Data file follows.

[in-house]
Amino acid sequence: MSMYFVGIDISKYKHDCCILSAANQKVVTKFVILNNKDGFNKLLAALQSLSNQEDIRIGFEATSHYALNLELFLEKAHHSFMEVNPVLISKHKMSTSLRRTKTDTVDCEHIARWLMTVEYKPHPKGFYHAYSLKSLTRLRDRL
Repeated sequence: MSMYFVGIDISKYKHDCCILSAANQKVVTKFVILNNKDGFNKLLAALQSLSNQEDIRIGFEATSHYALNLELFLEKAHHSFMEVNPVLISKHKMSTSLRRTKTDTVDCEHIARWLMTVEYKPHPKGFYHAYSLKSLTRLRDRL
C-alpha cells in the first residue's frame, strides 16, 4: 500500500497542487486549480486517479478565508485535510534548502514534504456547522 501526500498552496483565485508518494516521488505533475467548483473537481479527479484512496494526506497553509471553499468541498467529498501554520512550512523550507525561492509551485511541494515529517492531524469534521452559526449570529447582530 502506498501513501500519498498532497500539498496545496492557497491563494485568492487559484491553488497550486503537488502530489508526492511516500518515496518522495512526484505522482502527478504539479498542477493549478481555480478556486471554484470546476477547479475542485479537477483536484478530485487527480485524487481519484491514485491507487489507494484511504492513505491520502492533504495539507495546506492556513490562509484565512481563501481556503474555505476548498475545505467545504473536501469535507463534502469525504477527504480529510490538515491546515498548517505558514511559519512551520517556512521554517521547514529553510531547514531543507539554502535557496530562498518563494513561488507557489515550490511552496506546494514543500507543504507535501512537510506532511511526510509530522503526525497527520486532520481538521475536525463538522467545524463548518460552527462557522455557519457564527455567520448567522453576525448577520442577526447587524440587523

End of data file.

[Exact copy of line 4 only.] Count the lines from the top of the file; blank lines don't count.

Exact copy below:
C-alpha cells in the first residue's frame, strides 16, 4: 500500500497542487486549480486517479478565508485535510534548502514534504456547522 501526500498552496483565485508518494516521488505533475467548483473537481479527479484512496494526506497553509471553499468541498467529498501554520512550512523550507525561492509551485511541494515529517492531524469534521452559526449570529447582530 502506498501513501500519498498532497500539498496545496492557497491563494485568492487559484491553488497550486503537488502530489508526492511516500518515496518522495512526484505522482502527478504539479498542477493549478481555480478556486471554484470546476477547479475542485479537477483536484478530485487527480485524487481519484491514485491507487489507494484511504492513505491520502492533504495539507495546506492556513490562509484565512481563501481556503474555505476548498475545505467545504473536501469535507463534502469525504477527504480529510490538515491546515498548517505558514511559519512551520517556512521554517521547514529553510531547514531543507539554502535557496530562498518563494513561488507557489515550490511552496506546494514543500507543504507535501512537510506532511511526510509530522503526525497527520486532520481538521475536525463538522467545524463548518460552527462557522455557519457564527455567520448567522453576525448577520442577526447587524440587523